US 3359566 A
Description (OCR text may contain errors)
Dec. 19, 1967 D. J. DONALIES 3,359,566
MOTOR ACTION CAPILLARY Filed Aug. 1, 1966 ELECTRICAL SIGNAL SOURCE ELECTRODE MAG NET N S MAGNET I I /6 ELECTRODE INVENTOR. FIG 2 DANIEL J. DONALIES A TTORNEYS United States Patent York Filed Aug. 1, 1966, Ser. No. 569,463 3 Claims. (Cl. 346140) This invention relates to apparatus for recording information and, in particular, to recording information in the form of electrical signals or pulses on paper or the like with ink.
More specifically, this invention relates to the art of recording facsimile signals with droplets of ink on paper or record receiving material in response to electrical signals received from a remote source. In the art of facsimile reproduction, the copy to be reproduced is scanned in a manner which will create electrical signals indicative of dark and light areas on the original copy. For example, a spot of light is moved across the surface of the document to be scanned and light reflected from the surface of the document is used to activate a photocell or similar device. When the light is reflected from a light colored spot on the paper, the photocell is actuated and when the light spot encounters a dark area on the paper, the photocell is not actuated thus electrical signals can be produced depending on whether or not the photocell has seen reflected light or in response to the amount of reflected light that the photocell has received. The electrical signals are transmitted to a remote location where they are translated into light and dark spots on a piece of paper to produce a facsimile of the original document. The present invention pertains to a device which is responsive to such signals to lay down a spot of ink on a sheet of material such as paper. Thus, if the scanning of the original document is in small incremental areas and electrical pulses indicative of dark areas are transmitted, then a drop of ink placed on the copy sheet which is in response to that signal will produce a dark area on the copy sheet in the same relative position as the incremental area scanned.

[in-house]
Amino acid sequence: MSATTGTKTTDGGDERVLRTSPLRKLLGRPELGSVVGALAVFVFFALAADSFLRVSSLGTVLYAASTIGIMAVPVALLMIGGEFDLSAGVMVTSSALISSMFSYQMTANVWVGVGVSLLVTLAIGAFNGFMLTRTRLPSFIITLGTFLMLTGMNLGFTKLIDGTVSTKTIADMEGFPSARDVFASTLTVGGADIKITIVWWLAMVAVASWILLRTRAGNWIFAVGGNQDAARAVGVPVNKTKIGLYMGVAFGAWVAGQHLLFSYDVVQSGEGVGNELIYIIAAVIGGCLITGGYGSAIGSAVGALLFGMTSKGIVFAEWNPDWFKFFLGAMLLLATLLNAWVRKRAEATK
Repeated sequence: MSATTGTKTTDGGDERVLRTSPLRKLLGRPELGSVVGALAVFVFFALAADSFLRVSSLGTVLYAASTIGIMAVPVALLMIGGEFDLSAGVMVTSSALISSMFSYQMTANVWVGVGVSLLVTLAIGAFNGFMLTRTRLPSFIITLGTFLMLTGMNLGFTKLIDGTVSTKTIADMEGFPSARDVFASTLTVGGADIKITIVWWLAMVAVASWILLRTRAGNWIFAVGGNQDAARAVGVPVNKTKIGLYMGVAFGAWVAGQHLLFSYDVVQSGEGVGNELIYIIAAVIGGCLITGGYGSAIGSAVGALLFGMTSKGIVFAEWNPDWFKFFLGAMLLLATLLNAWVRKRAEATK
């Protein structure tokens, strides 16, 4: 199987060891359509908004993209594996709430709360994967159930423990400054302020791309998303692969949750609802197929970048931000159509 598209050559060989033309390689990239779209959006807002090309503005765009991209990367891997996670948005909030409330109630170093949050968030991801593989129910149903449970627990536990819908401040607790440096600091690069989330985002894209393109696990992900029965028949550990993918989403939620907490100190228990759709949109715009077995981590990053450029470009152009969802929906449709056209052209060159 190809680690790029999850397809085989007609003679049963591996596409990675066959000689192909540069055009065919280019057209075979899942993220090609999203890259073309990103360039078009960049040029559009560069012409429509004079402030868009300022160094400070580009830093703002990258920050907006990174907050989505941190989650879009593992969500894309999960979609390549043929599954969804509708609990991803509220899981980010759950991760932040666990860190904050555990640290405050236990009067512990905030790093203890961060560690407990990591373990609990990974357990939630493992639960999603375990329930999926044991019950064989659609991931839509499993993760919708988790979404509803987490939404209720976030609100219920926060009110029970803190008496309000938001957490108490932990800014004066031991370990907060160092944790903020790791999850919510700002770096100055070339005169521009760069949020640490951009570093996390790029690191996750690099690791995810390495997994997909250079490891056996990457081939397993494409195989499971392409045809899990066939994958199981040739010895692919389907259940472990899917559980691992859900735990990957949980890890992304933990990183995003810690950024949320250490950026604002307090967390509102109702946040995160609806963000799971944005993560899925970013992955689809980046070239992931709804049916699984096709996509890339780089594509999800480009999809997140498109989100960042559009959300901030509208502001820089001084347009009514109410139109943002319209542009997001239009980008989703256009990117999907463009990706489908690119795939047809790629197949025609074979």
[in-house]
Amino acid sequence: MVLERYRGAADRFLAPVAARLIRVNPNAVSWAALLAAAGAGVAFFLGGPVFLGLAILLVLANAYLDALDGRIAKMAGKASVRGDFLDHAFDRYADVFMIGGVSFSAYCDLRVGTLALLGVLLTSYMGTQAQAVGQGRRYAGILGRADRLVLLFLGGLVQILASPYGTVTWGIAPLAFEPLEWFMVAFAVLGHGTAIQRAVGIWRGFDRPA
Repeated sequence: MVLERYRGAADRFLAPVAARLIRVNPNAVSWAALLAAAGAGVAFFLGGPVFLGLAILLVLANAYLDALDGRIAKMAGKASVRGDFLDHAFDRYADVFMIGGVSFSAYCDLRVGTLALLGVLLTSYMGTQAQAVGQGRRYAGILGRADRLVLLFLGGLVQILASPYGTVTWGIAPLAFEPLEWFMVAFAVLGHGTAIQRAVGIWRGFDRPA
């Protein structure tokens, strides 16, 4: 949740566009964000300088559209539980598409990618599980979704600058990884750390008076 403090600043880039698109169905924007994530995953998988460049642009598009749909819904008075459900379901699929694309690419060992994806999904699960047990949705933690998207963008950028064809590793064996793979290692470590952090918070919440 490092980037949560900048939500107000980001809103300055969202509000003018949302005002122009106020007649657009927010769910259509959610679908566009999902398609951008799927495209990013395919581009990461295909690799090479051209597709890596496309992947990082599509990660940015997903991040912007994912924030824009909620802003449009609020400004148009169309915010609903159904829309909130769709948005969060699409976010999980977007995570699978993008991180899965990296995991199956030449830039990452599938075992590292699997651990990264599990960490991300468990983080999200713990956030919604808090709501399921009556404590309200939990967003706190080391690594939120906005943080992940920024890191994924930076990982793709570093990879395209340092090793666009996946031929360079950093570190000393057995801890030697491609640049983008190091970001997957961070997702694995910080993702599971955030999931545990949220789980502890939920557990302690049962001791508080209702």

Although there are many ink depositing devices known in the art, the present invention provides a novel method for controlling the flow of the liquid or ink through a capillary by utilizing the forces created when an electric current is passed through a conductor in a magnetic field. In the present invention an electrical current is made to flow through a conductive liquid material which is positioned perpendicular to a magnetic field. The conductor, which in this case is the recording ink, will experience a force which will act perpendicular to both the current flow and the flux of the magnetic field. The force experienced is utilized to apply drops of ink to the surface of a paper or recording medium in response to the electrical current. Thus, if the electrical current applied to the conductive ink is related to the electrical pulses received, then the ink deposited will correspond to the incremental areas as scanned on the original document.